The Dual Mindset – Placing Traditional and Online Education on Equal Footing

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Brief Abstract

As the online degree market expands, it is essential to remain competitive in how we serve students and vigilant in how we assess services. At our institution, administrators promote a dual mindset when working with on-campus and online students, thus ensuring all learners have equal access to campus resources.


I have been the Director of the Math & Science Resource Center at Indiana University East since 2004. I have been a math mentor/tutor for over 20 years and a math instructor for the Mathematics Department for more than 15 years.

Extended Abstract

“As institutions of learning increasingly turn to technology to deliver instruction, the on-line writing center will become much more the norm, if not the model for how to blend technology and pedagogy” (Gillespie, & Lerner, 2000, p. 146). The authors’ prediction rings true today when we consider how co-curricular programs have moved to the center of student success and retention efforts in many institutions of higher education, including our own.

When serving online student populations, it is important to know where your students come from. For example, does your institution have students who reside outside of your geographic region? This belief was expressed in Dr Chris Schultz’s ACTLA Keynote address: “You can’t meet your students where they are until you know who they are” (ACTLA, 2022). As emphasized by our Assistant Vice Chancellor for Student Engagement in Academic Affairs, campus services should have a dual mindset when serving in-person and online students. This means that one should always consider both student populations when adding new services or improving existing services. The same sentiment is echoed by the Director of the Office of Online Education: "If universities want to stay relevant to modern learners, or even just keep their doors open, they must put online education on equal footing with on-campus education. The market demands it. Learners are increasingly likely to be older … with careers and responsibilities that make it impossible to go to campus full time" (Foley, 2020).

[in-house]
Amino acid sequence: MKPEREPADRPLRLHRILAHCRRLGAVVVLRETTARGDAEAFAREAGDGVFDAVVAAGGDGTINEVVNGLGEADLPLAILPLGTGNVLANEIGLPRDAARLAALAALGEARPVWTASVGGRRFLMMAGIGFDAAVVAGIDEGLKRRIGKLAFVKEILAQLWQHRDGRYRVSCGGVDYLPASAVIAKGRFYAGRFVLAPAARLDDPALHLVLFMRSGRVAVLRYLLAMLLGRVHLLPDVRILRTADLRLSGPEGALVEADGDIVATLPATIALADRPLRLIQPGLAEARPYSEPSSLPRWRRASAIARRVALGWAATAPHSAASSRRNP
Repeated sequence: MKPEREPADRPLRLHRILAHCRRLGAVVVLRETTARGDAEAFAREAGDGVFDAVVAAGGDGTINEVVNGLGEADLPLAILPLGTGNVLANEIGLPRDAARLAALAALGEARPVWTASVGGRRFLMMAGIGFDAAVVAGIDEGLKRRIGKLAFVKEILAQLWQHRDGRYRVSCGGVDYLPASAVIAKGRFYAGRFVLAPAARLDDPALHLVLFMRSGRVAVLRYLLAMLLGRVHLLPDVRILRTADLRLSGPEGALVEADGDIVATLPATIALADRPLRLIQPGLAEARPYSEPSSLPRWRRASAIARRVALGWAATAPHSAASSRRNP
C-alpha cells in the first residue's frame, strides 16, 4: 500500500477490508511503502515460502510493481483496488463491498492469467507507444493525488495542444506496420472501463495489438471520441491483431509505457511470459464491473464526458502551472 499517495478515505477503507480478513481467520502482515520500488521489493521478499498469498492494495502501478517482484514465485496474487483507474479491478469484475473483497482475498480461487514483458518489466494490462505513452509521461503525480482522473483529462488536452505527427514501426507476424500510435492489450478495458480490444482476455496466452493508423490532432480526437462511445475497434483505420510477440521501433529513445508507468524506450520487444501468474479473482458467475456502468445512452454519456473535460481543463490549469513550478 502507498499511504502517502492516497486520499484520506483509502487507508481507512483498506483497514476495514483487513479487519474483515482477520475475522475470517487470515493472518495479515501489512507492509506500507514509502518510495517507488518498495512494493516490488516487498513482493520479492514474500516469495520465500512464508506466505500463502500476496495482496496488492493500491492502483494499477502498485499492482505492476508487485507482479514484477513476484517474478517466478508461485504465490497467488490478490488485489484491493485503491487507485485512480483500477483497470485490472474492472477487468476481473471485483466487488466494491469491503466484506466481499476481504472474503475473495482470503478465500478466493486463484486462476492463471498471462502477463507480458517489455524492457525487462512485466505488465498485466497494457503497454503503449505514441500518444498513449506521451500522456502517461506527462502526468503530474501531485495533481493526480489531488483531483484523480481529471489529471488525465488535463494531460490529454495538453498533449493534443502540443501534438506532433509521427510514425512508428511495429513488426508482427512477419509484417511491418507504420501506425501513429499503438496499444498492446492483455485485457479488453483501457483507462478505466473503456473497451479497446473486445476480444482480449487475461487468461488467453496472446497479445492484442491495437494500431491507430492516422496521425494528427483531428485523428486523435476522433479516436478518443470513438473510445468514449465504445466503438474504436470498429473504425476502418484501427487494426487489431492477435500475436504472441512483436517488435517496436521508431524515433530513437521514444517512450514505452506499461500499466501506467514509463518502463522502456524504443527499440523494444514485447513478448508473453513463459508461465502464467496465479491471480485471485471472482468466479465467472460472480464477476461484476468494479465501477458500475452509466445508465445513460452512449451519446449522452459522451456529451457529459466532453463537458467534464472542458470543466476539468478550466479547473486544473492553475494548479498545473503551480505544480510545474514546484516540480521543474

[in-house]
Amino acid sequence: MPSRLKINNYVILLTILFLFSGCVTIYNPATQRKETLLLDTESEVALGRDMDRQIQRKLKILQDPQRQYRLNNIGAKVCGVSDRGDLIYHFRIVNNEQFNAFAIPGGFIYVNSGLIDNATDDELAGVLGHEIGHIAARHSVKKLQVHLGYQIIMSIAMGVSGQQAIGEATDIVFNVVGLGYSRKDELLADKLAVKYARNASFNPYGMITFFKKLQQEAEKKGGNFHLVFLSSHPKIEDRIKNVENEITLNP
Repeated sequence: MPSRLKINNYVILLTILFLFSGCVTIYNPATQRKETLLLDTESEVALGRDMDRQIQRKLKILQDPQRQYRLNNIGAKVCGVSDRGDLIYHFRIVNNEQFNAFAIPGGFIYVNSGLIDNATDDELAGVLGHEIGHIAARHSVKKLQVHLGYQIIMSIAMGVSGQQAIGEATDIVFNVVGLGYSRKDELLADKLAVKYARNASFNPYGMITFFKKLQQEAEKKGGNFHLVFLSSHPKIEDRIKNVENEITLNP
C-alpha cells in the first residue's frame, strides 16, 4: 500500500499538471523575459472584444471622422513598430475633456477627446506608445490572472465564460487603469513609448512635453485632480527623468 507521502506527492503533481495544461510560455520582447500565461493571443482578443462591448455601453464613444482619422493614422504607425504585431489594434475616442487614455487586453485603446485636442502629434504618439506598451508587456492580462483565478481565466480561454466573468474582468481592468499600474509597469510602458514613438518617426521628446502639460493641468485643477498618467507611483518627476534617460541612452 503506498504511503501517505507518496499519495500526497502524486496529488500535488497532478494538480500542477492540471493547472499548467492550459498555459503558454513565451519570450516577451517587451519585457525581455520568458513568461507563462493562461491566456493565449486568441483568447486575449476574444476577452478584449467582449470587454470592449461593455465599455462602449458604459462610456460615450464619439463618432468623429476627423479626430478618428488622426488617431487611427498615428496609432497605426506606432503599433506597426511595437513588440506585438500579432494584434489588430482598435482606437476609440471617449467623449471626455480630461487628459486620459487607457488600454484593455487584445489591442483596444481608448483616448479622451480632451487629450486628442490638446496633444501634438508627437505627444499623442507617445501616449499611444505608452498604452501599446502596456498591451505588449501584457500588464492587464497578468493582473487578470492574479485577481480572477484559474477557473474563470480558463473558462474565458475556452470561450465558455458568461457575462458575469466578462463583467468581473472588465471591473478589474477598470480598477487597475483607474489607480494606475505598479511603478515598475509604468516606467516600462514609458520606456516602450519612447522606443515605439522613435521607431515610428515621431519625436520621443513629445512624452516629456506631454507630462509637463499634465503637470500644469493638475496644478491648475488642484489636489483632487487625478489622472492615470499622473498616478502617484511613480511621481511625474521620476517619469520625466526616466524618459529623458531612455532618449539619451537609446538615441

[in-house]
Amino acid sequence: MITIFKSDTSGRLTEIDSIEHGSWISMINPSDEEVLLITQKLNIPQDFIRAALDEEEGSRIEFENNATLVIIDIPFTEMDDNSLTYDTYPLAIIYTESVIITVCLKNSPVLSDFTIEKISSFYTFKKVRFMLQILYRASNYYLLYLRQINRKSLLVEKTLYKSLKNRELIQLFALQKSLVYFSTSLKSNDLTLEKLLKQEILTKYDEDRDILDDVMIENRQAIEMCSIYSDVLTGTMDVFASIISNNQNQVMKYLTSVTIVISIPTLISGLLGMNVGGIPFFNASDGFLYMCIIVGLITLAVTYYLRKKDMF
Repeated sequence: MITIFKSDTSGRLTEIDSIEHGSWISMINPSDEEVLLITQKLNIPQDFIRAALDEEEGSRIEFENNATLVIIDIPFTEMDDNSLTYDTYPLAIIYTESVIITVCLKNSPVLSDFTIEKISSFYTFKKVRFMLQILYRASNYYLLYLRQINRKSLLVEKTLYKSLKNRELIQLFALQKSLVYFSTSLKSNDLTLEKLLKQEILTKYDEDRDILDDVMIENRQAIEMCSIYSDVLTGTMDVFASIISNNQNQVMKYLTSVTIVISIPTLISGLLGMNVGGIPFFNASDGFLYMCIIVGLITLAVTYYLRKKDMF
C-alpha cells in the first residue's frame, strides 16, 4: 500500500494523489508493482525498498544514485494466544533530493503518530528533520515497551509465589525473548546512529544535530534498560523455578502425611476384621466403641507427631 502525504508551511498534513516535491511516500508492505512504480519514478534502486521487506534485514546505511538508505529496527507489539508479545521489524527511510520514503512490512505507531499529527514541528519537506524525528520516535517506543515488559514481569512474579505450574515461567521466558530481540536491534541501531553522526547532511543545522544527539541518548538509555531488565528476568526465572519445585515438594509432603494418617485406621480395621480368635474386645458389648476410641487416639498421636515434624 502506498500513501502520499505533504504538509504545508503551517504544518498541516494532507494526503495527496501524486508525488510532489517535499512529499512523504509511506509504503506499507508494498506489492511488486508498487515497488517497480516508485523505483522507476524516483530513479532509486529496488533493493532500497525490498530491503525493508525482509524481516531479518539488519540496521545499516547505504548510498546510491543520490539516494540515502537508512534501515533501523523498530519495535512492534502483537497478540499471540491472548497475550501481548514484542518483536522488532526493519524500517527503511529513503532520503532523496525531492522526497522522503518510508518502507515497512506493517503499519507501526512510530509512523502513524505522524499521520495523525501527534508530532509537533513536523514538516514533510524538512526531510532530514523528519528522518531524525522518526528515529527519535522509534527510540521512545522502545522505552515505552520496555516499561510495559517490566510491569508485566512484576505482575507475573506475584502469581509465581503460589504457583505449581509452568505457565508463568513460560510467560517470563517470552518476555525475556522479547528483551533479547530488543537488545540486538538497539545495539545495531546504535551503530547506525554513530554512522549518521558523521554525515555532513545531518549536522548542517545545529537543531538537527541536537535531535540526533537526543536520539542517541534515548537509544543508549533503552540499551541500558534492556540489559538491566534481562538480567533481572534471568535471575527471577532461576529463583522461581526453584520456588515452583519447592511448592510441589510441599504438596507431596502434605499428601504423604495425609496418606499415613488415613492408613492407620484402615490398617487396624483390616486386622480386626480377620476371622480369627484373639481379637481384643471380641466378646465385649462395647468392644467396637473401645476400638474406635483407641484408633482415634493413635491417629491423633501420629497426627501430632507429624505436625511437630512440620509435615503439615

Thanks to visionary leadership at our institution, the dual mindset has been in place since the inception of online services in 2009. Online academic support services were designed to complement existing campus services. For example, writing services provide online wrap around support for all students from first year through to graduation (bachelor’s and master’s degrees). This ensures online students have access to similar support from the same tutoring team. The same is true for math services. Synchronous online sessions complemented with wrap around asynchronous support for 100 & 200 level math courses ensure the same service is available for online students. Like in-person services, online support facilitates a smooth transition “handshake” from Online Math Support to Online Supplemental Instruction when students reach 300-400 level math courses.

To best meet the needs of all students, tutors are trained as a single team to focus first on higher order concerns before moving on to lower order concerns for both in-person and online consultations. Higher order concerns may involve commenting on the paper as a whole. For example, does the paper follow the assignment guidelines? Do the paragraphs have adequate support or development? Low order concerns may involve misspellings, grammar problems, sentence-level concerns, etc. Higher order concerns should always come first, else the consultant is at risk of mimicking an editing service. In math and science sessions, addressing higher order concerns first translates to the tutors providing conceptual support. Workers are trained to comment about overall conceptual errors in the student’s thinking before moving on to specific computational errors, sign errors, etc.

It is important to monitor the wellbeing of each worker as a Learning Center Manager. “You can’t pour from a cup that’s empty” (Raine Porter, Student Keynote, ACTLA 2022). The Writing Center Assistant and Math & Science Resource Center Assistant act as liaisons between student workers and Center Managers. The Center Assistants help monitor local and distance workers for burnout and fatigue to help them maintain a healthy balance between academics, personal life, and tutoring responsibilities. Experience shows that it is harder to spot problems and attempt interventions when dealing with remote workers. Thus, Learning Center Managers and Assistants should develop strategies to effectively monitor the well-being of online workers. When caught early, imbalance can often be handled by listening to the worker or by temporarily reducing their workload so that they can bounce back. On occasion, to handle more advanced situations, the worker may be referred to the Center for Health Promotion.